Today, I'm looking at the implications of this from another angle - author earnings. Hugh Howey has recently lavished some welcome attention on this question at his AuthorEarnings.com web site (I examined the resulting uproar at Hugh Howey and the Indie Author Revolt).
One of the commonly cited advantages of indie ebook publishing is that indies earn much higher "royalty" rates than traditionally published authors. Smashwords authors typically earn 60-80% of the list price, versus traditionally published authors who earn 12.5% to 17.5% of the list price. The rate paid by the publisher depends on whether their publisher is selling books under the wholesale or agency models.
Let's put some numbers on the bones of these percentages. A Smashwords-distributed author earns $2.40 on a $3.99 ebook sold through one of our retailer partners, whereas a traditionally published author would earn about 50-70 cents. In order for the traditionally published ebook author to earn the same $2.40, their ebook would have to be priced between $13.71 and $19.20. This explains why talented authors are feeling such strong economic incentive to go indie. Indies can price their product lower, but still earn more per unit sold than they can earn from traditional publishers who overprice their books yet continue to offer a small royalty percentage.
last week's post.
The chart at top was created by multiplying the percentage of the market going to indie ebook authors (at left) by 60%, and the percentage going to traditional authors by 15%.
These percentages are approximations based on the spreads I mentioned above.
You can download my spreadsheet to develop and share your own estimates. Nothing would make me happier than for someone with better numbers to prove that my 2013 indie ebook market share estimate of 15% is too high (it would mean Smashwords authors have more upside in the future!).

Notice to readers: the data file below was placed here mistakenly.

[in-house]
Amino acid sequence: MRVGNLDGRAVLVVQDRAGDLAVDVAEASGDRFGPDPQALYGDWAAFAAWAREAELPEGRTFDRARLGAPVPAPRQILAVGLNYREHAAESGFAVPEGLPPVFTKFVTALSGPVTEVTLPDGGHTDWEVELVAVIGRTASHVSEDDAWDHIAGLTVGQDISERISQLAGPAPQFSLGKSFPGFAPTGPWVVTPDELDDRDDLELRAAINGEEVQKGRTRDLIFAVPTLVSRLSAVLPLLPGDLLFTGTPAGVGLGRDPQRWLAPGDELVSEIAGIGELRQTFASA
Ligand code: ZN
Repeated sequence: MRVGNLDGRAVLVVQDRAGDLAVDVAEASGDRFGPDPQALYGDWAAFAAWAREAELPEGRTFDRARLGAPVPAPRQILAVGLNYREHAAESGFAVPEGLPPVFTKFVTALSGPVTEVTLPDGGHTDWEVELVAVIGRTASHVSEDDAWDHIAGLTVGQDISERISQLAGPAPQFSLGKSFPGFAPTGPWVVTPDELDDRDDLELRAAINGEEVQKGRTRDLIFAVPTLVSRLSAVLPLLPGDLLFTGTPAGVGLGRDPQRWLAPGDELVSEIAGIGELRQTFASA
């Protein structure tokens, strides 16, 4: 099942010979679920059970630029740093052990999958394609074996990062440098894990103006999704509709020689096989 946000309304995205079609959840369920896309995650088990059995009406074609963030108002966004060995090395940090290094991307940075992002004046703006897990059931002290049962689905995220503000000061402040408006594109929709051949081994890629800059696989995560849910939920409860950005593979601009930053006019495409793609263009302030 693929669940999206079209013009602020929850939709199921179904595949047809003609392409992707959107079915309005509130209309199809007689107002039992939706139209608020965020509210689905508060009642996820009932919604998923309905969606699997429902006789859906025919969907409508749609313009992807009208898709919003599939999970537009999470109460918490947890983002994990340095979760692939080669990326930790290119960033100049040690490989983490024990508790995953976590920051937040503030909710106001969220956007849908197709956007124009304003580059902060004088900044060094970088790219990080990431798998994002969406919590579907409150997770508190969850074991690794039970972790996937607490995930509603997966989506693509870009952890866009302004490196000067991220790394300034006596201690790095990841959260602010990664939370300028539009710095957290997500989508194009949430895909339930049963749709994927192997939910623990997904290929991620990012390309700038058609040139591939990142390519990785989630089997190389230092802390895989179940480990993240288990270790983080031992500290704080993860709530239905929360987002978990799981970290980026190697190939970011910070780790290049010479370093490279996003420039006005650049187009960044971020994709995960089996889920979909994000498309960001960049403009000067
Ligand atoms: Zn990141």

I am confident, however, that the 10 winds of change I identified in the last post will lead indies to capture increased market share in the years ahead.
What's initially striking to me from the new chart at the top of the page is that 2014 could be the first year that the total dollars earned by indies at retail will equal dollars earned by traditional authors. For 2020, the indie ebook community could earn almost four times more than the traditionally published ebook community will earn if indie ebook authors achieve the 50% market share I predict.
The next most striking thing is the slope of the curves. Note how steep the slope is for indie authors. The linear market share growth I modeled for indies in last week's chart leads to a bigger differential in this week's chart in terms of the dollars going into indie authors' pockets vs. traditional authors' pockets. In plain English, for every retail dollar that shifts to an indie ebook, the author earns 60 cents. For every dollar that goes to a traditionally published ebook, the author only earns 15 cents.
My charts and assumptions are not without their limitations. My numbers don't attempt to incorporate unearned advances, for example. It's common for publishers to pay authors advances that are never earned out by book sales. In such situations, the stated royalty percent underestimates what the author earned (it also represents a failure of the publisher to accurately estimate the commercial potential of a book).
An additional limitation of today's chart is that I'm assuming the current royalty rates stay the same. This is a dangerous assumption. If Amazon lowers ebook rates like it lowered Audible audiobook rates the other week, Amazon would break my model and break the banks of many authors. Or, traditional publishers could heed the call of writers to increase their ebook royalty rates. Or, everyone could raise royalties.
My projections paint a picture of an indie author community poised to capture an ever-larger share of ebook profits if print continues to decline in importance.
But this does not mean that indie authorship is the road to riches. The rise of self-published ebooks will lead to a glut of high-quality books that never go out of print. These books, combined with the ebook releases of traditional publishers, will accumulate on ebook retailer shelves and lead to more high-quality ebooks competing for a limited number of reader eyeballs. It means readers will become more discerning. It means all authors - indie or otherwise - will face more intense competition than ever before.
Good books aren't good enough anymore. Readers want wow books. Indies will deliver.